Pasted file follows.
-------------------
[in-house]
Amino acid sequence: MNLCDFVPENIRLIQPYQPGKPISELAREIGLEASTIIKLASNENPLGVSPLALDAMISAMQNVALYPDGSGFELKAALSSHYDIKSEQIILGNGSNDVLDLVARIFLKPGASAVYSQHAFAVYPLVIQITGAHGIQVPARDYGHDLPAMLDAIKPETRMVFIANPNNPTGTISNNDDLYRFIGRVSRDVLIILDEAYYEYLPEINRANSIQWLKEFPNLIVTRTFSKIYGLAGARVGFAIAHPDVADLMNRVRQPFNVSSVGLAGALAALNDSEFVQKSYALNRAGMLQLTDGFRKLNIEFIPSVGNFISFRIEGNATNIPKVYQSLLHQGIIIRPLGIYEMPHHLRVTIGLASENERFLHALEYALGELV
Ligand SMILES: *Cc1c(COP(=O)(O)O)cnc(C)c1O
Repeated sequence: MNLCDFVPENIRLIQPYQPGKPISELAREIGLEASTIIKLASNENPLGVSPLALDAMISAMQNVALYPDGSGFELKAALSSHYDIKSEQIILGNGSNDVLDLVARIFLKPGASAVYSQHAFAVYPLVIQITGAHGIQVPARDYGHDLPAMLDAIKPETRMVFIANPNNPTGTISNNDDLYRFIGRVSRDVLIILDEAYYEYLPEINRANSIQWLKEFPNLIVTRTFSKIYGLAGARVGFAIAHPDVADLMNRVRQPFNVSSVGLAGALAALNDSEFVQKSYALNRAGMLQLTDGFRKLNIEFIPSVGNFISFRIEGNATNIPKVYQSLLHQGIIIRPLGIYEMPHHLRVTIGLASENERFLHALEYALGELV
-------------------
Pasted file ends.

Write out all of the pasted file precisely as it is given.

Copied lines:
[in-house]
Amino acid sequence: MNLCDFVPENIRLIQPYQPGKPISELAREIGLEASTIIKLASNENPLGVSPLALDAMISAMQNVALYPDGSGFELKAALSSHYDIKSEQIILGNGSNDVLDLVARIFLKPGASAVYSQHAFAVYPLVIQITGAHGIQVPARDYGHDLPAMLDAIKPETRMVFIANPNNPTGTISNNDDLYRFIGRVSRDVLIILDEAYYEYLPEINRANSIQWLKEFPNLIVTRTFSKIYGLAGARVGFAIAHPDVADLMNRVRQPFNVSSVGLAGALAALNDSEFVQKSYALNRAGMLQLTDGFRKLNIEFIPSVGNFISFRIEGNATNIPKVYQSLLHQGIIIRPLGIYEMPHHLRVTIGLASENERFLHALEYALGELV
Ligand SMILES: *Cc1c(COP(=O)(O)O)cnc(C)c1O
Repeated sequence: MNLCDFVPENIRLIQPYQPGKPISELAREIGLEASTIIKLASNENPLGVSPLALDAMISAMQNVALYPDGSGFELKAALSSHYDIKSEQIILGNGSNDVLDLVARIFLKPGASAVYSQHAFAVYPLVIQITGAHGIQVPARDYGHDLPAMLDAIKPETRMVFIANPNNPTGTISNNDDLYRFIGRVSRDVLIILDEAYYEYLPEINRANSIQWLKEFPNLIVTRTFSKIYGLAGARVGFAIAHPDVADLMNRVRQPFNVSSVGLAGALAALNDSEFVQKSYALNRAGMLQLTDGFRKLNIEFIPSVGNFISFRIEGNATNIPKVYQSLLHQGIIIRPLGIYEMPHHLRVTIGLASENERFLHALEYALGELV